The city was able to buy the property with Neighborhood Stabilization Program money, and they had it demolished.

The reputation of the area between Martin Luther King Boulevard and Carey Avenue used to be known as the most dangerous corner in the U.S. That’s no longer the case since crime is down by 38 percent. Property value has also tripled. It’s a nice place to live in again; you don’t hear gunshots anymore, and you can actually sit in your front yard and not worry about drug dealers or drug addicts.

We also held a ceremony a few years ago and renamed the community to North Valley. We wanted people to know that we were taking back our neighborhood, and we received a grant to paint addresses on curbs for about 800 homes. We heard from the police and fire department that it was hard to see the numbers on the houses, so sometimes they would take longer to find people.

What is going to happen to the area the apartment complex was in?

The city applied for the Choice Neighborhoods Planning grant and was chosen, along with seven other cities, to get the first portion of the grant, which is $485,000.

It was suggested to us to become a nonprofit, then the city could donate the land to the nonprofit, and the residents would decide what would be built there in the future.

Right now, we have a plan for redevelopment and have found private investors interested in developing the area.

Under the Choice Neighborhoods Grant Request for Qualifications, the city is currently looking for a developer by mid-March, but they are giving preference to Rose Gardens.

In the meantime, we’re still working on bringing in new development, jobs and services to the community.

What are some of the problems that the North Valley Leadership Team has been focusing on this year?

Our main project that we’re focusing on right now is to open up a credit union in the city. We’re in the process of gathering surveys. We need 385, and so far, we have 250.

We’re really pushing this because we did some research and found that businesses in the area can’t hire or expand because they don’t have access to credit, and in turn, they can’t compete with Walmart and the bigger stores, even though they’ve been in the community for a long time. I’ve seen a lot of small businesses struggle or go out of business.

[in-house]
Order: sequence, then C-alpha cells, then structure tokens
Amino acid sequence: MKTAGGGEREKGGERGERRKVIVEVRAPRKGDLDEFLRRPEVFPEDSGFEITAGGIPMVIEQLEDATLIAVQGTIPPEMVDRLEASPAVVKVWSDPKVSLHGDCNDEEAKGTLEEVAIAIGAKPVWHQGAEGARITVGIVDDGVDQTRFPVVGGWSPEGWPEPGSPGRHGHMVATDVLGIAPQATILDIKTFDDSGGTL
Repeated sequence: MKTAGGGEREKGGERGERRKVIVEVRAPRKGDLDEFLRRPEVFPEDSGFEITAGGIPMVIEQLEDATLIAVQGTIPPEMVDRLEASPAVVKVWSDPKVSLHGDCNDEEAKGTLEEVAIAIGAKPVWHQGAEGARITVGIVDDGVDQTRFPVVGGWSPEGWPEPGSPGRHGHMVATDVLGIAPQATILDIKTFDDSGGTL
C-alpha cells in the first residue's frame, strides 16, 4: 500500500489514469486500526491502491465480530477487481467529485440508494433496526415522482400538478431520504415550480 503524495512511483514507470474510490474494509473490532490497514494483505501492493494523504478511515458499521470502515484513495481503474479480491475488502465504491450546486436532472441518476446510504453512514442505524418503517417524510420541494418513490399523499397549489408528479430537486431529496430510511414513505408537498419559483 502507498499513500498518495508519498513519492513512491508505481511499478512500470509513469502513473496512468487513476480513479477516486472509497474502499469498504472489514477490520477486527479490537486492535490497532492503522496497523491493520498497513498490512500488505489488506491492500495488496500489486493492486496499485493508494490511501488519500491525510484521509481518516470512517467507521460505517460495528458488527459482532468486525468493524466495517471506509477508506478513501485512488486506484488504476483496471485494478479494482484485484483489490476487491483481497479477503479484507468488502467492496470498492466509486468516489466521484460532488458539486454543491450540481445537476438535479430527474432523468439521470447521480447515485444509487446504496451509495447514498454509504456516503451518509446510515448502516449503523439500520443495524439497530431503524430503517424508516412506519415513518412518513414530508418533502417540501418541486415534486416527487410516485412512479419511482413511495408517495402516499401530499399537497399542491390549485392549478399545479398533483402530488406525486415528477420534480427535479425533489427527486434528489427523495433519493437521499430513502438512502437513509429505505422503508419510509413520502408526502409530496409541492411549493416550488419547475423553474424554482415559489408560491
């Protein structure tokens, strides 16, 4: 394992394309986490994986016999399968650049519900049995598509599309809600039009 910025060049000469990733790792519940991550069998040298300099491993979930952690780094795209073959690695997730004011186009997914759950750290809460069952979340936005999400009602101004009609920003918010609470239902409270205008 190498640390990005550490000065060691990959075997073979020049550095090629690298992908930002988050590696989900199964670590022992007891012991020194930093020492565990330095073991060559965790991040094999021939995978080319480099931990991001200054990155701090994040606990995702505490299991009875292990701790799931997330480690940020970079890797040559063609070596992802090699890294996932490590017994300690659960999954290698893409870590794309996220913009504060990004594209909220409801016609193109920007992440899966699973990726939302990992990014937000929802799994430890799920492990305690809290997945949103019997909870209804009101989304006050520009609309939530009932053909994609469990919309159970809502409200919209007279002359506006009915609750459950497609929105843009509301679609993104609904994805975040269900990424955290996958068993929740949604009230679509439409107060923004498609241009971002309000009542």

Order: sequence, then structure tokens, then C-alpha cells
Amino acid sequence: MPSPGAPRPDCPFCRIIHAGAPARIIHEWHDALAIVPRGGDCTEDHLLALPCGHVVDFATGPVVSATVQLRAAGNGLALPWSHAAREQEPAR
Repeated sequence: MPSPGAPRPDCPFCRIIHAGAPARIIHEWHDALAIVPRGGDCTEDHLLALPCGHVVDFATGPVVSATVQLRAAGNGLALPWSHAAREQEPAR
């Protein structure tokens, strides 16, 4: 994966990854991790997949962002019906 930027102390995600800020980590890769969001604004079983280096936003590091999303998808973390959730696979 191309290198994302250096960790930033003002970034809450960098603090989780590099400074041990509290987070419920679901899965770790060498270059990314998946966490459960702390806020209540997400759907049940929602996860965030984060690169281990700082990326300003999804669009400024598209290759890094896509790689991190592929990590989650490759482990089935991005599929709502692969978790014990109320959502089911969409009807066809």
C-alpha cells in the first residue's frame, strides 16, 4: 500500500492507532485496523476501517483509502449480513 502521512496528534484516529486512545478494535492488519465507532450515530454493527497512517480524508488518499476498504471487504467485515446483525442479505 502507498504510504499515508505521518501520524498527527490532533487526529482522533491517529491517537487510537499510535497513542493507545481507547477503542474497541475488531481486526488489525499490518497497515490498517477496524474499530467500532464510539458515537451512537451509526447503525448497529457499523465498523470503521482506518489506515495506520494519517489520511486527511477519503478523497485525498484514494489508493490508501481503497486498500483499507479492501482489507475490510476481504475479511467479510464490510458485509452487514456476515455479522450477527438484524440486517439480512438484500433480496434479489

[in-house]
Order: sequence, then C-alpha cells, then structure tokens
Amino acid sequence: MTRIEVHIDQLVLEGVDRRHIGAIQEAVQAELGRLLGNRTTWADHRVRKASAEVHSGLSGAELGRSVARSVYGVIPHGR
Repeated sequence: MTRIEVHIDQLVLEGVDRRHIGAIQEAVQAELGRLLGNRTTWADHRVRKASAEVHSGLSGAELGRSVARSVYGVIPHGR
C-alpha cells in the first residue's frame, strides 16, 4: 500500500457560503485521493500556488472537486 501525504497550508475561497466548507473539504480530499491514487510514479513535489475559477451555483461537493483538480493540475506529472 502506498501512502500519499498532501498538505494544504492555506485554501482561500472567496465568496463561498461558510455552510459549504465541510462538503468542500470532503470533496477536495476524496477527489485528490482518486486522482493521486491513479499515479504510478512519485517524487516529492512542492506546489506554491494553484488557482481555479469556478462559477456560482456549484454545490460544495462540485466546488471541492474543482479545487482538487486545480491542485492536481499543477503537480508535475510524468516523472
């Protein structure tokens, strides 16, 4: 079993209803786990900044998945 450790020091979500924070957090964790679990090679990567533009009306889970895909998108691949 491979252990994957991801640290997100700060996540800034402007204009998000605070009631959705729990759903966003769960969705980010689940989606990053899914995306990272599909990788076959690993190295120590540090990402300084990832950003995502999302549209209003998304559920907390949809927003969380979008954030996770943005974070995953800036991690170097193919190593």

What other efforts is the North Valley Leadership Team pushing this year?

We’re doing another neighborhood cleanup, a meet-and-greet with community leaders in May and a job fair for our kids in the community.

As a community activist, how would you assess the city’s redevelopment efforts?

I like what I’m seeing, but a lot of it is happening outside of the community, I think. We’re one of the oldest communities. Our residents have been paying taxes longer. City officials need to pay attention to older parts of the city, as well. The last 10 years of development have gone outside of the inner city area.

What type of community amenities is the city lacking?

We would like to see more parks and open spaces, like community gardens; we would like to see more shops in the community. For example, we found in research a lot of people in community have dogs, but there are no veterinarians or places to go buy dog food. A lot of people in the community have computers, but there are no places to buy paper or ink. We also lack access to specialized doctors in North Las Vegas, for those who have high blood pressure, diabetes and heart disease.

I think a lot of residents just want more shopping centers and restaurants in the city. We have 141 churches in the community, but after church, people get hungry and want to eat at a nearby restaurant.

Do you think that North Las Vegas has completely shed its image of North Town?

I think our nonprofit has helped a lot. You can tell by the people who are moving here now and saying that this is a nice area. It wasn’t that way before the apartment complex got torn down.

How would you describe North Las Vegas now?

The city of North Las Vegas is home to many working families and long-term residents. Right now, the city is in a transition period, and it’s at the tipping point of seeing the new future for the next generation.

— To reach North View reporter Sandy Lopez, email slopez@viewnews.com or call 702-383-4686. Find her on Twitter: @JournalismSandy.